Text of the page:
All ETDs from UAB

Advisory Committee Chair

Jason G Linville

Advisory Committee Members

Elizabeth A Gardner

Asim K Bej

Document Type

Thesis

Date of Award

2016

Degree Name by School

Master of Science in Forensic Science (MSFS) College of Arts and Sciences

Abstract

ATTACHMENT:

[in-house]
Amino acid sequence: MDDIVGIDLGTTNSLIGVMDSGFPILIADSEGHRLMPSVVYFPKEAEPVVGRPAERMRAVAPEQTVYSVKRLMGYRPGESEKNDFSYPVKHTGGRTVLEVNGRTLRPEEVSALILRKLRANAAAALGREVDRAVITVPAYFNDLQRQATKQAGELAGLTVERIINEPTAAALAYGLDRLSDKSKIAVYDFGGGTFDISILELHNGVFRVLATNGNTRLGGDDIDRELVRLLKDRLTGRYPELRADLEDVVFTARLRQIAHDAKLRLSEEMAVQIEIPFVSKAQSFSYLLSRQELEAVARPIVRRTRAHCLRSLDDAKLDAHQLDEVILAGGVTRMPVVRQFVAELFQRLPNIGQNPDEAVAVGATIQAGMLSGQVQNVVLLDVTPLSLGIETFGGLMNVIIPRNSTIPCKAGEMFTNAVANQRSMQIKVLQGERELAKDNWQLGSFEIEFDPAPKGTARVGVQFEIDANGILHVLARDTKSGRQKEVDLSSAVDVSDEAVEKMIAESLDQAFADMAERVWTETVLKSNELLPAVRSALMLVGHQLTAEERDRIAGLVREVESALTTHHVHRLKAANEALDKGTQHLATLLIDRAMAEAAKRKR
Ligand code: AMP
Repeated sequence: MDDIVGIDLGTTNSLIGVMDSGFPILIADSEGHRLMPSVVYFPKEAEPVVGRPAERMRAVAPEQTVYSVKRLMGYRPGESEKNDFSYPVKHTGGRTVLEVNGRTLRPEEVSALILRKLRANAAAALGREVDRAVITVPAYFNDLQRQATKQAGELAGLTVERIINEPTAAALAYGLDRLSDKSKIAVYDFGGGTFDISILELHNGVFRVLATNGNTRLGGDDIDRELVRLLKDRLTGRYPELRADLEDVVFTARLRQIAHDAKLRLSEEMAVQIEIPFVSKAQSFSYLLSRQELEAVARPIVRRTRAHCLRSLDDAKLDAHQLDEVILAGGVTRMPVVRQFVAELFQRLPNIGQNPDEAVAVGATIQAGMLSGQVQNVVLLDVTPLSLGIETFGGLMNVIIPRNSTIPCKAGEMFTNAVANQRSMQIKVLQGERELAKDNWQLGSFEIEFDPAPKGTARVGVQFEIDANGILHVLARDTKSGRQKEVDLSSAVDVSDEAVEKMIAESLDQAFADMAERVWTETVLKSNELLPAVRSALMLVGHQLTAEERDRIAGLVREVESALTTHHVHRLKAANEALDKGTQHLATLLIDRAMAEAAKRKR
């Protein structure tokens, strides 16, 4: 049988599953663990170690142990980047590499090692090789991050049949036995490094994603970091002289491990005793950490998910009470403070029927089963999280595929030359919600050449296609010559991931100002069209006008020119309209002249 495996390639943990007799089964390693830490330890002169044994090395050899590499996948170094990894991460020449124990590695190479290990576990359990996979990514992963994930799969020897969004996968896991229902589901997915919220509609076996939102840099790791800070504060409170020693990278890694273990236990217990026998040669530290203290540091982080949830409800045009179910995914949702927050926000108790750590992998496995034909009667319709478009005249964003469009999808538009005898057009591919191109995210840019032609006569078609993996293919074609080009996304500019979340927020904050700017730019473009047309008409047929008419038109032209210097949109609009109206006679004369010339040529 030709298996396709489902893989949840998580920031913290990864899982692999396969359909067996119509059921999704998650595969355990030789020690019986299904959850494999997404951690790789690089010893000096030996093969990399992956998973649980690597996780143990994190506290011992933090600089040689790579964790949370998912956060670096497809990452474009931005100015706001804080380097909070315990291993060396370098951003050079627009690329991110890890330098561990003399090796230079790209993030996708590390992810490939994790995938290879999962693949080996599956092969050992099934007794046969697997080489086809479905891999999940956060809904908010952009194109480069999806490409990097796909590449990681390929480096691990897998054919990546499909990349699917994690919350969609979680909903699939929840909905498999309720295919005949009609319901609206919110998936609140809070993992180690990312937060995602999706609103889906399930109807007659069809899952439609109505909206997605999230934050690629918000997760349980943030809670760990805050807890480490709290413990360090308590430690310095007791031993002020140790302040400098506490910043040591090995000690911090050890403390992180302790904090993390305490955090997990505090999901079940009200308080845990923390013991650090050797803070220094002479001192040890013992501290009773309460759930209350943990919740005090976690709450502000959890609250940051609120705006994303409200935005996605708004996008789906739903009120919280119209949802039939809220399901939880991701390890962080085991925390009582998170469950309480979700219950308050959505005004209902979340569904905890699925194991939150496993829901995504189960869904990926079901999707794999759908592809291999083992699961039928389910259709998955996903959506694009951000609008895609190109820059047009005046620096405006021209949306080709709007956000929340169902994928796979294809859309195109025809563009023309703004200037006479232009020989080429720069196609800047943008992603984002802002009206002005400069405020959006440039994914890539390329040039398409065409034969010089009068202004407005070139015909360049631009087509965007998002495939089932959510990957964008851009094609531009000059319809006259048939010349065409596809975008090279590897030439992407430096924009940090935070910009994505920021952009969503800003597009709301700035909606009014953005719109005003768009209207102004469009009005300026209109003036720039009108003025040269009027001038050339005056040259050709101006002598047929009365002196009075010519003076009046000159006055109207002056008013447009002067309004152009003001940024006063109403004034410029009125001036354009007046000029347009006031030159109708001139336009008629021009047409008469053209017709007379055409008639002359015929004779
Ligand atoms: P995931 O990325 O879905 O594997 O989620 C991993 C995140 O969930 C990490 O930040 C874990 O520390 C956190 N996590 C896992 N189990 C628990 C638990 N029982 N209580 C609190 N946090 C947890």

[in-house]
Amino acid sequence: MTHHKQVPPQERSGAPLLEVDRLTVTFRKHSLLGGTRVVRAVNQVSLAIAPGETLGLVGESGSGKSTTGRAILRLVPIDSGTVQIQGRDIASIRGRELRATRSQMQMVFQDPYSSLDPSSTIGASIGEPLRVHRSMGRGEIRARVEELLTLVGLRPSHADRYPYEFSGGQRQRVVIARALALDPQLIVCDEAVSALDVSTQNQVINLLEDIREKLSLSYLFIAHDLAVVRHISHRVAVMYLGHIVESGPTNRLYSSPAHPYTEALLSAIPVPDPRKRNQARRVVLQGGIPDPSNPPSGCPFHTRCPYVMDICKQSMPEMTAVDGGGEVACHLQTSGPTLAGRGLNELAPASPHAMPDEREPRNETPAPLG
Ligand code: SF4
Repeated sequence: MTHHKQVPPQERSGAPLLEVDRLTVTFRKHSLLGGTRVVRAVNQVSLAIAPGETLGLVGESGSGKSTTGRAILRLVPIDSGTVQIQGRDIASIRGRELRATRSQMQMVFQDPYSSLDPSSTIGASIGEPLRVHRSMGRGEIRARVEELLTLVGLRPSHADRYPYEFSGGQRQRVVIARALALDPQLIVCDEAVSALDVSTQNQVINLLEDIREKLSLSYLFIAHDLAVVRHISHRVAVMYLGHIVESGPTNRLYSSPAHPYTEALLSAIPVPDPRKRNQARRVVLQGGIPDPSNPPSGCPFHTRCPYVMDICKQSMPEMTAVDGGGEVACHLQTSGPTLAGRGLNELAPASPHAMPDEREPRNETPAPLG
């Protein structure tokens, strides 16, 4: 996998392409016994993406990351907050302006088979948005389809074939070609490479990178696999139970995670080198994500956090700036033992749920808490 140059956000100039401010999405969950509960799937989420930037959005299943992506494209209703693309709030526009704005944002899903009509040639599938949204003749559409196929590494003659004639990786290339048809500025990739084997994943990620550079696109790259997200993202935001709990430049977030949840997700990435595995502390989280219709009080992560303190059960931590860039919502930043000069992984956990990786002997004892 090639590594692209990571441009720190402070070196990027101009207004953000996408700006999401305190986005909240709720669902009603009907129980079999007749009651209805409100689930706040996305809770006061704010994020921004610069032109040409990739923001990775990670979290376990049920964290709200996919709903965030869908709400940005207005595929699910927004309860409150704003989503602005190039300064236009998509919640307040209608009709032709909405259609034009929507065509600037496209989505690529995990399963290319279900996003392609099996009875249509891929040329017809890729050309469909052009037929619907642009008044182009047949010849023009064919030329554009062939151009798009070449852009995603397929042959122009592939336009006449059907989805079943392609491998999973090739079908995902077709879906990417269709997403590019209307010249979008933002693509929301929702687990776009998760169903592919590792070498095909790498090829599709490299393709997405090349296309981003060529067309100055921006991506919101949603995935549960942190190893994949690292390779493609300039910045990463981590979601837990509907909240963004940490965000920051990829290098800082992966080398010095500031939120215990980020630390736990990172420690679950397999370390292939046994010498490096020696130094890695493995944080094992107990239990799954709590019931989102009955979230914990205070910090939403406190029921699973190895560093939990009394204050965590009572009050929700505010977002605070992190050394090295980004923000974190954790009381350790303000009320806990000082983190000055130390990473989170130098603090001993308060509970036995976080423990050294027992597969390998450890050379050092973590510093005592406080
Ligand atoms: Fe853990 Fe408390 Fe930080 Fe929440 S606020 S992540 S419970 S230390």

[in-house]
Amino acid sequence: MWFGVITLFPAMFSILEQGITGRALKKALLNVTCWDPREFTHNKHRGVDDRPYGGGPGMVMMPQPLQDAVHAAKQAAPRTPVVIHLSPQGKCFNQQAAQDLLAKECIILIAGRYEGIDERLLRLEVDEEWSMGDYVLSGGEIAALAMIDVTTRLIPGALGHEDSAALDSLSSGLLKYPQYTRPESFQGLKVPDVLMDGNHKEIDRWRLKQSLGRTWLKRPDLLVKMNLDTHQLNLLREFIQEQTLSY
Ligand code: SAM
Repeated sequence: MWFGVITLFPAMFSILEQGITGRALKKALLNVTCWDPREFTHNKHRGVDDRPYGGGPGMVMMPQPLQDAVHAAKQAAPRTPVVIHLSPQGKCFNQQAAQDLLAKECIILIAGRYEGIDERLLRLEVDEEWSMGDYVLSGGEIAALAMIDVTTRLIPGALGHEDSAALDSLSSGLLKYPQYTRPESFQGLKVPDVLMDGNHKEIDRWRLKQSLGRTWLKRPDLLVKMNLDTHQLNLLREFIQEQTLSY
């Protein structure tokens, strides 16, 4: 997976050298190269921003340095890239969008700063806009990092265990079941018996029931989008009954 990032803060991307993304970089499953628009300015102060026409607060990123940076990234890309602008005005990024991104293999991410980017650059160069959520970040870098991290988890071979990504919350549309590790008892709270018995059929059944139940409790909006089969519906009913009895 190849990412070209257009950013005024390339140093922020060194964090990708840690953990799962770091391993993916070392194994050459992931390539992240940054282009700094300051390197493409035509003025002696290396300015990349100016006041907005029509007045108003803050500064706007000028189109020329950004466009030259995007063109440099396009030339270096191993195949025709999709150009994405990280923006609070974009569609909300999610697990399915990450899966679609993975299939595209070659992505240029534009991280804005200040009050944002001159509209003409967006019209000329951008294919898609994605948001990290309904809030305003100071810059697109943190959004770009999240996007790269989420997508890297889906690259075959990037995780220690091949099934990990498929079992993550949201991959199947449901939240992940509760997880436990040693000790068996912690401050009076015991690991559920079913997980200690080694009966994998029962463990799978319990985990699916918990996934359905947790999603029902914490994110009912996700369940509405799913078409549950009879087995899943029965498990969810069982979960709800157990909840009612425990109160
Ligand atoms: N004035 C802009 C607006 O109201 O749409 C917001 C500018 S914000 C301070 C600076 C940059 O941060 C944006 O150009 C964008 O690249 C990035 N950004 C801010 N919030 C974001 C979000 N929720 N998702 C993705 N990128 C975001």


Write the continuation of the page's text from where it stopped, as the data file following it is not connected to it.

As instruments for detecting DNA have become more sensitive and reagents for amplifying DNA become more effective, forensic DNA analysts have obtained short tandem repeat (STR) profiles from evidence containing a small amount of DNA. Sources, such as dandruff, sweat, and saliva, which were once thought to be inadequate for STR profiling, can now be analyzed to effectively establish a profile. These low quantities of DNA can be recovered from liquid samples, such as saliva, or extracted and concentrated from large volumes of buffer, then amplified to give a DNA profile. This study focused on recovering saliva from drinking containers. When drinking from a container, a person leaves epithelial cells on the top of the container. A person also transfers epithelial cells to the inside, bottom of the container. Currently, the method for testing drinking containers, such as a bottled water, is to swab the top of the bottle and analyze the swabs for DNA. The tops of bottles are exposed, leading to the possibility that a person may contaminate or destroy any epithelial cells that remain on the top of a bottle. The bottom of a bottle has more protection from the outside environment, and there could be more DNA recovered from the bottom of the bottle than the top. For this study, water bottles collected after consumption by volunteers were swabbed at the top to collect saliva, and saliva in the remaining water was collected from inside the bottom. The goal was to compare the established method of swabbing drinking containers to a new method that was formed in this study and determine which method is better to use in a forensic crime lab. Different methods for collecting DNA from the liquid remaining in drinking containers were also evaluated. The results of this study indicate that evaporation is a more effective method of concentrating DNA than pelleting cells. Both evaporation methods yielded higher amounts of amplified alleles than pelleting cells. Of the two evaporation methods evaluated, the nitrogen evaporator with a water bath was a better method than the oven. The nitrogen evaporator dried samples faster than the oven. The findings of this study also show that collecting DNA with lysis buffer is more effective than swabbing. Collection with lysis buffer is better when processing plastic bottles and eliminates a step in extraction. When evaluating the four combinations of concentrating and collecting DNA, the nitrogen evaporator with lysis buffer is the best method as the samples dry faster and an extraction step is eliminated. When evaluating the samples collected from volunteers, the results show that as the remaining water in the bottles decreased, the DNA left in the liquid also decreased. The samples with the 40 mL of liquid remaining contain the highest average amount of DNA and result in the largest amount of alleles amplified. For comparison to the established method of swabbing the tops of plastic bottles, the findings show that both methods contain similar amounts of DNA. The established method results in the highest amount of alleles amplified. These results show that the current method of processing bottles is better, but targeting the backwash in bottles is viable option for forensic biologists to consider.

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